Sebastien showed off one of our toilet designs at the TEDxStanford product showcase alongside other high-impact projects like Embrace. We got a lot of interest and feedback, and relished the opportunity to call attention to the world’s sanitation challenge. 2.6 billion people in the world live without a toilet, and 1 billion people live in slums! That’s a lot of people who might be interested in having a toilet like this one…
Sebastien just checked in on the prototypes in the homes of our patient beta-testers. The toilets look great, and we’re getting very useful insights on how to improve. We’re moving along carefully. After trying our toilets ourselves, we needed to find residents in Shada who would give us honest and blunt feedback, but would bear with us if something went wrong. We need our users to point out any design failures early and fast, but we don’t want any problem from this design phase to give household toilets a bad name. SOIL worked with many community organizations in Shada to find ten residents who agreed to try our toilets out, and have been giving us tons of information.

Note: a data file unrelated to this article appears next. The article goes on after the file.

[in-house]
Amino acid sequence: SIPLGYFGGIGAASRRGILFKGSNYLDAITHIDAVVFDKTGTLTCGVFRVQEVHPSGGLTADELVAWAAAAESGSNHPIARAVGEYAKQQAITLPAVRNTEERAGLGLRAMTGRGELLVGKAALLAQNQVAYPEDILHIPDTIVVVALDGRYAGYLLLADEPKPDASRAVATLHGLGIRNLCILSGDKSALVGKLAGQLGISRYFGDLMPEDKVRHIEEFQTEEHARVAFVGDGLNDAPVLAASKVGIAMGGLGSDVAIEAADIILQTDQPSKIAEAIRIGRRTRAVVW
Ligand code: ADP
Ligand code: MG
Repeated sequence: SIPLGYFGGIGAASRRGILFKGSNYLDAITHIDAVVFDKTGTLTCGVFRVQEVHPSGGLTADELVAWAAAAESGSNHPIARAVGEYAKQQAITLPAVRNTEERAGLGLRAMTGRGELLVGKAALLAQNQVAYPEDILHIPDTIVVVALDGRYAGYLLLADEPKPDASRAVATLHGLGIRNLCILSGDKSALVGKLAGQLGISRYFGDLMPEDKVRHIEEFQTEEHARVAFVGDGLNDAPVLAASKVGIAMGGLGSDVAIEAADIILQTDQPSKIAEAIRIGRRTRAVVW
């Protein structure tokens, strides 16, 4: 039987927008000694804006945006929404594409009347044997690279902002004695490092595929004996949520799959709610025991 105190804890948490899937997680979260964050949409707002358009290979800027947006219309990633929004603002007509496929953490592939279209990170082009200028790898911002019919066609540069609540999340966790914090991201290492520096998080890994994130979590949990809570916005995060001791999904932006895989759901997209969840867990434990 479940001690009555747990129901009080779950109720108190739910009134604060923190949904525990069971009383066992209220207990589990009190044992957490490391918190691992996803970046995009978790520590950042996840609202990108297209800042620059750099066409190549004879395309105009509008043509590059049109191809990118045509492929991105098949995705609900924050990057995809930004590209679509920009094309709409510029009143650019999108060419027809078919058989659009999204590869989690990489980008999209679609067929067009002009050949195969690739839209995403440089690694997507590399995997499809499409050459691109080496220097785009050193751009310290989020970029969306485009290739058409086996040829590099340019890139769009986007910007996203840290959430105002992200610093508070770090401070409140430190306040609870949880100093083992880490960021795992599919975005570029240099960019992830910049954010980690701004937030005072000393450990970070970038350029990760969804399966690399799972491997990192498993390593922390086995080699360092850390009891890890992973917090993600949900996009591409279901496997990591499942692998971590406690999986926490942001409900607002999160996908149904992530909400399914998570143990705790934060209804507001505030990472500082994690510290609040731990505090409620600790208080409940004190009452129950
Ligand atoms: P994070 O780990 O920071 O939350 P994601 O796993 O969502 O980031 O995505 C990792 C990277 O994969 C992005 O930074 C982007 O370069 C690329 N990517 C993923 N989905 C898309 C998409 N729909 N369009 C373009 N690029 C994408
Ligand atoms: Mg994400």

We’ve always known that in a dense neighborhood like Shada, many residents live in one-room houses and might not have space for a toilet. One of the most exciting things we’ve discovered is how some of our first users created spaces for their toilets, finding room for privacy in already-tight corridors and corners. We know this probably won’t always be possible, but still, we’re thrilled.
We’re also getting valuable information on how quickly the containers fill up, how much cover material we’ll need to deliver and how often we’ll need to collect the drums when we scale up.
Model 1, Tucked in a corner
Model 2. Thirty-one inches wide of space is all you need for a snazzy toilet